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Reading Fluency Disability in Children
WHAT YOU NEED TO KNOW:
What is a reading fluency disability (RFD)?
An RFD is a learning disability that prevents your child from being able to read well. A learning disability means your child has trouble with an academic skill even though tests show he is intelligent. Fluency means the speed and accuracy of reading. Your child may read accurately but very slowly. He may have trouble recognizing words and spelling correctly. An RFD may develop because of problems with timing and processing information quickly. It may develop because of problems storing and recalling letters that form the words. Your child may develop an RFD if he has trouble concentrating long enough to read accurately.
What are the signs and symptoms of an RFD?
- Spelling phonetically (sounding out the word) but not accurately
- Reading slowly, with a lack of comprehension (understanding) of what was read
- Making mistakes when reading aloud
- Trouble remembering the meaning of words he already learned
- Trouble recognizing written words
How is an RFD diagnosed?
Your child's teachers may notice that your child reads slowly. He may need to sound out words as he reads aloud, and he may make mistakes as he reads. He may also have trouble answering questions about what he read. Healthcare providers may show him a list of words and ask him to name as many as he recognizes in a certain amount of time. If the number of words he recognizes is lower than expected for his age, he may have an RFD.
How is an RFD managed?
- Language experts such as a speech therapist or reading specialist may work with your child. The experts will help improve his word recognition skills by having him practice naming words he sees. They will also give him more practice reading to help improve his speed and accuracy. Other specialists can help him improve his ability to concentrate and strengthen his memory.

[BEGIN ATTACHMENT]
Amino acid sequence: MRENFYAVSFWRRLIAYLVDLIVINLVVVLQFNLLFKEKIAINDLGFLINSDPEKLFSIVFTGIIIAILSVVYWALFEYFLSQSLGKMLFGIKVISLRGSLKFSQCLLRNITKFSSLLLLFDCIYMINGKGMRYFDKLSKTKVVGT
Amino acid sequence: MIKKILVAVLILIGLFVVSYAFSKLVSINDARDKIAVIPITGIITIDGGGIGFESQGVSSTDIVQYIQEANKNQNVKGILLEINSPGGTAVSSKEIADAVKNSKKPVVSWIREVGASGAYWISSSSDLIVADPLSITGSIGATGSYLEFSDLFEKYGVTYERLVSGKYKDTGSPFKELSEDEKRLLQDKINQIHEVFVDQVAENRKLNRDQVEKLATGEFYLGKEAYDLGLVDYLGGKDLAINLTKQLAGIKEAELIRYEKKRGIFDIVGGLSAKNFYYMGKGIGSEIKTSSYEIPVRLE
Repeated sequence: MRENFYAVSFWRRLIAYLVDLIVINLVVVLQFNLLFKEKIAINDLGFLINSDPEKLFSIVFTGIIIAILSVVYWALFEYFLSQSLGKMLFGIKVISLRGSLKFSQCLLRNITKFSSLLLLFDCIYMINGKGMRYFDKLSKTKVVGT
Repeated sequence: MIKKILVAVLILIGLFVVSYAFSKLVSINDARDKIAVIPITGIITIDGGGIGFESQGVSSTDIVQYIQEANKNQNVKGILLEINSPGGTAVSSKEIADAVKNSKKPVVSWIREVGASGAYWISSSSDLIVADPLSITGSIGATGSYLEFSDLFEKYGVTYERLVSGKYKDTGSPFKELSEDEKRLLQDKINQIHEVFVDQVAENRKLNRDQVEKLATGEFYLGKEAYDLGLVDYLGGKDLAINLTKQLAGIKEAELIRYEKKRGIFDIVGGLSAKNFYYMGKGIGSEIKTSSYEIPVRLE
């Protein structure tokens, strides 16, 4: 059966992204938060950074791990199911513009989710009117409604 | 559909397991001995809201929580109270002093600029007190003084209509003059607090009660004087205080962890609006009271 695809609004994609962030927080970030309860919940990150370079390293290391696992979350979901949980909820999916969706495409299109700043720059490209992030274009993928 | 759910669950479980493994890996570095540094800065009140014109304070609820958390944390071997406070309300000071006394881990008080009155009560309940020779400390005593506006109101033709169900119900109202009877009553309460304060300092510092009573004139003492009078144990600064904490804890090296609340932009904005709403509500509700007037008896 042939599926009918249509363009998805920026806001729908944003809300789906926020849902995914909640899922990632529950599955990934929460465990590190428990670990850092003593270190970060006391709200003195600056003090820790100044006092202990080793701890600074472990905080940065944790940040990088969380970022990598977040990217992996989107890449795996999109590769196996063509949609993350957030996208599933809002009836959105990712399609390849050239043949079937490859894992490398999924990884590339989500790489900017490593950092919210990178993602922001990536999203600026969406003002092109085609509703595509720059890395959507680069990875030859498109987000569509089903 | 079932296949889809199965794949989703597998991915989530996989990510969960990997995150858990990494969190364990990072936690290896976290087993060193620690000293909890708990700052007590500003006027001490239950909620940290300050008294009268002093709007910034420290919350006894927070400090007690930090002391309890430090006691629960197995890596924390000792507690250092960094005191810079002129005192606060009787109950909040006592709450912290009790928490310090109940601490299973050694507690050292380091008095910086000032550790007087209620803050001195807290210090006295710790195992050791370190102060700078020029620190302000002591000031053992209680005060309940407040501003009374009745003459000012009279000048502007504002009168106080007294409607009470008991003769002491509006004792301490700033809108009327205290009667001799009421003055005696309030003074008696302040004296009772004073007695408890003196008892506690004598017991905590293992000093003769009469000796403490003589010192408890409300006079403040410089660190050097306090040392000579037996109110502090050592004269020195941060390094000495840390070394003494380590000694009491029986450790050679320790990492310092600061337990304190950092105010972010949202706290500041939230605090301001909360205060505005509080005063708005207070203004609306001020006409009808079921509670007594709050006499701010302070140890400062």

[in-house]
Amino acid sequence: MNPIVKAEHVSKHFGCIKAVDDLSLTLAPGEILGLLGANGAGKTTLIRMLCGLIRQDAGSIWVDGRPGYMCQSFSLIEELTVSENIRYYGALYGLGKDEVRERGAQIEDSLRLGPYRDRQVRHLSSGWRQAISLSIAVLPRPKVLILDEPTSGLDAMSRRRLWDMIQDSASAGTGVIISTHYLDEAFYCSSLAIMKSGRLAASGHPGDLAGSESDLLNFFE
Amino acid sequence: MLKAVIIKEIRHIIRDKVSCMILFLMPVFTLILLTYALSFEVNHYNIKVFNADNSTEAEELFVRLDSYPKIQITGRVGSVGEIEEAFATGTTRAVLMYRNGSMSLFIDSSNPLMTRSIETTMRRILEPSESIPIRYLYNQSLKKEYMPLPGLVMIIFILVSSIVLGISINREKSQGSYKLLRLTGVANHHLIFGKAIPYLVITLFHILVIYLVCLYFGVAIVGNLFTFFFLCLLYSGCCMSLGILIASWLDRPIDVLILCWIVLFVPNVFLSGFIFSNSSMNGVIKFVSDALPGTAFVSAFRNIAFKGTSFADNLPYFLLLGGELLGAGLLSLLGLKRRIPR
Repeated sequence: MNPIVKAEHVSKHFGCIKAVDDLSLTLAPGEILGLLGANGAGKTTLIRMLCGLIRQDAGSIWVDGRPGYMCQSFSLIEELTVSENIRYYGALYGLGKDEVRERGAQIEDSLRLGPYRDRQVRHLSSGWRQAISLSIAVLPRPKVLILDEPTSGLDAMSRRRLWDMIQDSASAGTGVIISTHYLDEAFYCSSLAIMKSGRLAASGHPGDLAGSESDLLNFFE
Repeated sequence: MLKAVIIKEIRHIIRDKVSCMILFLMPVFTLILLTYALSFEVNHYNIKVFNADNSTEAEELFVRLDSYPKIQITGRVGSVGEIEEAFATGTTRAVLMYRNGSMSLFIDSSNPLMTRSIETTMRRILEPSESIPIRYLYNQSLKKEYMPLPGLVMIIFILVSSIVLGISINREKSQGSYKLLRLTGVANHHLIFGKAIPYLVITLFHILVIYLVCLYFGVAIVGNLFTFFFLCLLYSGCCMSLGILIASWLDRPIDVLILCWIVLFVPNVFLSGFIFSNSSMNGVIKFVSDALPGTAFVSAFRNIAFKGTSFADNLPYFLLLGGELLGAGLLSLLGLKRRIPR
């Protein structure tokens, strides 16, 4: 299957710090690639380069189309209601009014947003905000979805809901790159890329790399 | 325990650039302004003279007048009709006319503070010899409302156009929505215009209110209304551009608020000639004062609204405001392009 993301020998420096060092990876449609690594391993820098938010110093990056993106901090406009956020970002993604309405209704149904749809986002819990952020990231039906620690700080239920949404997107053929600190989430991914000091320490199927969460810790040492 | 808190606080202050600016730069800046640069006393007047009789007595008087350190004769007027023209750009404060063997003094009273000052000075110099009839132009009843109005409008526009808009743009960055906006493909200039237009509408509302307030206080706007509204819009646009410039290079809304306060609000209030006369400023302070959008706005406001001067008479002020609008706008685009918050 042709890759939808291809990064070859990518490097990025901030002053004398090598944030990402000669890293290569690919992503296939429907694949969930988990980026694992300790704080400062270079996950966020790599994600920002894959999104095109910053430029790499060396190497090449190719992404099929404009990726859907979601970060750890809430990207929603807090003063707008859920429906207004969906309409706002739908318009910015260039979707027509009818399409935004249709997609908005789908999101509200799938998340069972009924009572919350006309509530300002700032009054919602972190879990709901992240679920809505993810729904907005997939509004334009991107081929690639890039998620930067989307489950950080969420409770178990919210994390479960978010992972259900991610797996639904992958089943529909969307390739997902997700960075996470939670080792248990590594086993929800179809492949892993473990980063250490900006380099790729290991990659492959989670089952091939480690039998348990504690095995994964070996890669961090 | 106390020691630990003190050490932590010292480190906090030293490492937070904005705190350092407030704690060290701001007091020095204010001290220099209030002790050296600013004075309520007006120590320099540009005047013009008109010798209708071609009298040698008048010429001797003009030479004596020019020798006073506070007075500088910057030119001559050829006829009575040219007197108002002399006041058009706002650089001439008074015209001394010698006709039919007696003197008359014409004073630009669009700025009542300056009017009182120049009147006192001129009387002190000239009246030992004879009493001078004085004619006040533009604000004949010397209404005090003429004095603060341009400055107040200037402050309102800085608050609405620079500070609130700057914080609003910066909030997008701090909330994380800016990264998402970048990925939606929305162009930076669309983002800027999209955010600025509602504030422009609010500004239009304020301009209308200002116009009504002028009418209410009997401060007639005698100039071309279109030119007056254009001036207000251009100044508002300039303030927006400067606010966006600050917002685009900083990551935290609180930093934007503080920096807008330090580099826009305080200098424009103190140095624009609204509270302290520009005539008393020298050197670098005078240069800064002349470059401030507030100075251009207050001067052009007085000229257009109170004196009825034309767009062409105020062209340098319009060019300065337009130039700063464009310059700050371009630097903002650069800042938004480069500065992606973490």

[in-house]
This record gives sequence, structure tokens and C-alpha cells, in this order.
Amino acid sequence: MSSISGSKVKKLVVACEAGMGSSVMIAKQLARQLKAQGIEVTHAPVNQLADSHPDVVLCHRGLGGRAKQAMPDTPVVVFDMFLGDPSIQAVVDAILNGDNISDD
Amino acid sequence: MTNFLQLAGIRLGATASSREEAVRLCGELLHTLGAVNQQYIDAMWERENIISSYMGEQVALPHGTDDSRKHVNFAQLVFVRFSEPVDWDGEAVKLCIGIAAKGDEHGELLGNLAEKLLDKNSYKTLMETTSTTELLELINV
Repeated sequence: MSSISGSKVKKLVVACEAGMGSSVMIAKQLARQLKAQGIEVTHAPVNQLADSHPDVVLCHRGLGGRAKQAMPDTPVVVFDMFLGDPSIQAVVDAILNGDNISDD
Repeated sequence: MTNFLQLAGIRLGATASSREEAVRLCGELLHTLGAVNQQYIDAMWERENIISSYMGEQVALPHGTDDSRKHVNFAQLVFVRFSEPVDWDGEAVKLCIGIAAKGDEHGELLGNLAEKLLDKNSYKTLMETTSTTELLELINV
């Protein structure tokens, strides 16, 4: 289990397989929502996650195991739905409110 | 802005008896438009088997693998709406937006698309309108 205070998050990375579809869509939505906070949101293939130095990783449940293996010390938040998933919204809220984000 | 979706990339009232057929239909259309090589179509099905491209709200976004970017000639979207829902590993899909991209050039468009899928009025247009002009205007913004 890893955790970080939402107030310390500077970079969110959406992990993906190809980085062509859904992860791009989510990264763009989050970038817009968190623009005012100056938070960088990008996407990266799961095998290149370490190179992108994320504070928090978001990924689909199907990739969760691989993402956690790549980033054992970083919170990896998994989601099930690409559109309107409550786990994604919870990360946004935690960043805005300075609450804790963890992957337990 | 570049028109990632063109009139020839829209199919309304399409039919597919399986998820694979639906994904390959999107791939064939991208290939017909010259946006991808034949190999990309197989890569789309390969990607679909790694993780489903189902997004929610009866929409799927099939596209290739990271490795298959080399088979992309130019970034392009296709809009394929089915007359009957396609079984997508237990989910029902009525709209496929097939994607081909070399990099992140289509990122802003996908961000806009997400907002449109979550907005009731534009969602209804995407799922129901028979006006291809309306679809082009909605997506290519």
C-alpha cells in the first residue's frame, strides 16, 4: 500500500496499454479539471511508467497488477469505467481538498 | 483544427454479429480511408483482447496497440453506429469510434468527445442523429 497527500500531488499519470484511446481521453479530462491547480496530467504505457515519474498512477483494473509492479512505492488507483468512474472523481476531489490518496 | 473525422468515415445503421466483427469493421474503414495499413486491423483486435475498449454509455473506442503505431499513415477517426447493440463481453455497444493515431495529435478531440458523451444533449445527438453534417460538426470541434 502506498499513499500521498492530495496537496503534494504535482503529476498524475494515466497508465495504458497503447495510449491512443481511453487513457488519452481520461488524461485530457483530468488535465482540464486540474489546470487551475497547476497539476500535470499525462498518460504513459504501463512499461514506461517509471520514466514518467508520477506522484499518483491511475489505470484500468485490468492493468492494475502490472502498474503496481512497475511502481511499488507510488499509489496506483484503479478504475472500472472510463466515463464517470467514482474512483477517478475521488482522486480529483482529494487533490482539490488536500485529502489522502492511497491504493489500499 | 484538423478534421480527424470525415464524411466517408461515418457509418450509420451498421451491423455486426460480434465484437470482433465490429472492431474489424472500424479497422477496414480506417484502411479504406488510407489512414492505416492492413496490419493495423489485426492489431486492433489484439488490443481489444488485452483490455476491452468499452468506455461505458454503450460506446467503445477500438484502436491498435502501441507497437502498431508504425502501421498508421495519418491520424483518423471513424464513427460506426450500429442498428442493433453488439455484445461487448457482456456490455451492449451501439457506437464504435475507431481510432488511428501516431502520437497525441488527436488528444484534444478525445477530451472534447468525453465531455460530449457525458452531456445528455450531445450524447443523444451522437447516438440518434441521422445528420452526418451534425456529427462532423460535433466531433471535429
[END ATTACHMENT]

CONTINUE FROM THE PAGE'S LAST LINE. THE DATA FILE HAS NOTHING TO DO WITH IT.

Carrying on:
- An individualized education program (IEP) may be used through high school graduation. The IEP identifies your child's learning needs and helps his teachers understand how to help him learn. The IEP may help your child build skills he will need after high school. He may be able to use other accommodations in college to help him continue to succeed. For example, he may be able to take tests without being timed. This will give him more time to read test questions and write the answers with correct spelling.
What can I do to help support my child?
- Always encourage your child. Do not tell him reading is easy or that he should be able to read quickly and accurately. These types of comments may make him feel anxious or ashamed about having trouble.
- Help your child practice word recognition. Be patient as your child learns new words. He may need to read a word more than 10 times before he can remember and use the word easily. It might be helpful to have your child write words on paper that you hang up around the house. Hang the words at your child's eye level. When he has learned a word, remove it from the wall. Save the words and show them to him a few days later to make sure he can still recognize them.
- Read often with your child. Read stories with your child every night before bed. Have him sit where he can see the words as you read them out loud. Point at words as you read them. Ask him to tell you what he thinks will happen next in the story. This will help him with word recall and story comprehension.
- Have your child read to you. As he reads, try not to correct mistakes he makes. Give him a chance to read slowly and sound out words he does not recognize. It may be helpful to have him read sentences 2 or more times in a row if he made mistakes the first time. Repetition will help build word recognition and accurate spelling. Have him stop often and tell you what he read. Ask him questions about characters, plot, or facts. Questions will help him build comprehension skills and strengthen reading fluency. Have your child read outside of school and home. For example, have him read road signs and names of familiar restaurants or stores as you drive past them.
- Do not focus on grades. Praise improvement, such as an improved test score. It is okay to praise a good grade on an assignment or test, but do not make grades the goal.
Care AgreementYou have the right to help plan your child's care. Learn about your child's health condition and how it may be treated. Discuss treatment options with your child's healthcare providers to decide what care you want for your child. The above information is an educational aid only. It is not intended as medical advice for individual conditions or treatments. Talk to your doctor, nurse or pharmacist before following any medical regimen to see if it is safe and effective for you.
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